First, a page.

Habitats throughout the watershed play a large role in determining the health of the Chesapeake Bay and the quality of our drinking water.
Vernal pools and ephemeral streams are bodies of water that are seasonal and may dry up completely or stop flowing during dry summer months or periods of drought. However, their temporary nature does not diminish their importance to our drinking water’s quality and health of the Chesapeake Bay.
Vernal pools, scattered throughout the Chesapeake Bay watershed, act as reservoirs that capture, store and filter polluted runoff from stormwater before it enters streams and rivers—which are often the source of our drinking water—and the Bay.
Water held in vernal pools gets filtered as it slowly infiltrates the soil. This subsurface flow often discharges from hillside springs, supplying cool, clean water into freshwater streams. This process keeps these streams flowing more evenly throughout the year. These “natural reservoirs” get topped off after every rain event, repeating the slow discharge of clean filtered stormwater runoff over and over.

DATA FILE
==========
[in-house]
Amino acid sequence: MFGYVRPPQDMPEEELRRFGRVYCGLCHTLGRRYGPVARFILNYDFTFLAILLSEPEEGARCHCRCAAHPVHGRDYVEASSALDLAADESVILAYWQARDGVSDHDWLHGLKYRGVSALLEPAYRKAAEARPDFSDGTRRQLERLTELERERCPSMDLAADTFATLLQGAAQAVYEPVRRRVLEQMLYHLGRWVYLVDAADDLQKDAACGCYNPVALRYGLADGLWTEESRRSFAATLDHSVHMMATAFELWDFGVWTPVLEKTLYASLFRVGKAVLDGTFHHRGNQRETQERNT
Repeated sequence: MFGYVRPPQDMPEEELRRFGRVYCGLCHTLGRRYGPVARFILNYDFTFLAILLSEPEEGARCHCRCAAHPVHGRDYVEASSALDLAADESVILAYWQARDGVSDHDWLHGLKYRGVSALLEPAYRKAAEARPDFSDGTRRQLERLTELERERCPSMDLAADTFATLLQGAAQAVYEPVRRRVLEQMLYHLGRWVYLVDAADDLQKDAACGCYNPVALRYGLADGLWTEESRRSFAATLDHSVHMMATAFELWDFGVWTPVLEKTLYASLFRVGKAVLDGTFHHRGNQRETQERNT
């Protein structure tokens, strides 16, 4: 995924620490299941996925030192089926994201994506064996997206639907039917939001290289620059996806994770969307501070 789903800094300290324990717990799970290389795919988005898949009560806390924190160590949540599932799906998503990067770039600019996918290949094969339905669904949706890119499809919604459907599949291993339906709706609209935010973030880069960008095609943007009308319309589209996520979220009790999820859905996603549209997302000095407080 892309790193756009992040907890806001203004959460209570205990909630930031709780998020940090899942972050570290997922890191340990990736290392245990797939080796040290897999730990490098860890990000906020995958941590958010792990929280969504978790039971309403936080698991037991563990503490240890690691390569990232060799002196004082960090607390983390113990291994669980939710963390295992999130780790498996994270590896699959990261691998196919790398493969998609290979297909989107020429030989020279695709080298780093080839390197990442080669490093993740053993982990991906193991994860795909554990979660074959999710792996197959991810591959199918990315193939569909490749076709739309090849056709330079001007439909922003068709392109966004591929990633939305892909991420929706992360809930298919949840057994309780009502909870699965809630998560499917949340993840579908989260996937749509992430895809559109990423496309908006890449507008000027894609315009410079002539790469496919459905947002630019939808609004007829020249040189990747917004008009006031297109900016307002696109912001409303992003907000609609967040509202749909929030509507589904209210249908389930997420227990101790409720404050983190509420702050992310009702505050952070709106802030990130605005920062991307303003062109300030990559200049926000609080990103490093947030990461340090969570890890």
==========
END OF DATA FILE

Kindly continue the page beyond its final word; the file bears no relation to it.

Similar to vernal pools, ephemeral streams can also capture, store and filter out sediment from polluted runoff before it enters larger, permanent streams, rivers and tributaries, which are often the source of our drinking water.
A major issue facing the Bay is polluted stormwater runoff—rainwater entering the Bay that rushes over pavement instead of sinking into soil and getting filtered after a rain event. Toxins and pollutants that run into the Bay from the pavement can have a detrimental effect on the Bay’s inhabitants. Vernal pools and isolated freshwater wetlands function as filters for water headed to the Bay.
While these habitats help filter and protect the drinking water of 75 percent of the watershed’s residents, they also keep the Bay’s interconnected landscape and waterways intact and keep ecological systems functioning.
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